Giorgio Armani on Saturday took a full page ad in more than 60 newspapers in Italy, writing a letter to all of the healthcare providers strenuously fighting the coronavirus outbreak.
The list includes major dailies from Corriere della Sera, La Repubblica, La Stampa, Il Giornale and Il Sole 24 Ore to sports newspapers such as Tutto Sport and Corriere dello Sport (Armani owns the Olympia Milano basketball team). The list also includes regional newspapers such as the Gazzetta del Sud, La Sicilia, Corriere Adriatico, Messaggero Veneto, La Nuova Venezia, Il Tirreno and Brescia oggi, to name a few, from the north to the south of Italy.
“It is moving to see you engaged in your work with all the difficulties and the great efforts that by now all the world knows. And especially to see you cry,” writes the designer in the paid letter. “I think that this feeling is connected to my own desire to become a doctor when I was young and I was looking to forge my path.
“All of the Giorgio Armani company is tuned in to this reality and is close to all of you: from the stretcher bearer to the nurse, from the family doctor to all of the specialists in the sector. I am personally close to you,” he concluded signing off.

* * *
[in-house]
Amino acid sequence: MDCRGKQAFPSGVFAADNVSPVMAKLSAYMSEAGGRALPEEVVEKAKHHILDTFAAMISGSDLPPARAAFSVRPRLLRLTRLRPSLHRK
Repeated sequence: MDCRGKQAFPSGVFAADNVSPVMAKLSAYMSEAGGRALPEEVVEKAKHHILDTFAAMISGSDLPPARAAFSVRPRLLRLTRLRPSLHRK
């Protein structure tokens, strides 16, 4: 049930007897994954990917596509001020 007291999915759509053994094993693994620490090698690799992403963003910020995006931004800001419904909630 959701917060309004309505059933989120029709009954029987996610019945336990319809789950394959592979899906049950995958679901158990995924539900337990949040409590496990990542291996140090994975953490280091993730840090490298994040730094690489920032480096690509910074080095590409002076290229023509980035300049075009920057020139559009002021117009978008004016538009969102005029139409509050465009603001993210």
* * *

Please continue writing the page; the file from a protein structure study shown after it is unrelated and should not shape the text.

As reported, Armani earlier this month donated 1.25 million euros to a range of Italian hospitals and institutions involved in fighting the coronavirus spread in the country.
The Luigi Sacco and San Raffaele hospitals and the Istituto dei Tumori in Milan as well as the Istituto Lazzaro Spallanzani in Rome will benefit from the donation. The amount will additionally support the activities of Protezione Civile, the country’s Civil Protection.
Italy has been in lockdown since March 9 to contain the risks of contagion and prevent hospitals from collapsing under the demand of the increasing number of citizens with severe respiratory problems.
As of March 20, Italy registered 47,021 infected cases and 4,032 deaths, according to the Civil Protection. The Lombardy region alone reported 22,264 cases. A number of regional governors, and the mayor of Milan, for example, have been asking the government for additional restrictions. As of Saturday, Prime Minister Giuseppe Conte opted for a more cautious stance, avoiding the closure of manufacturing plants for example, but closing parks.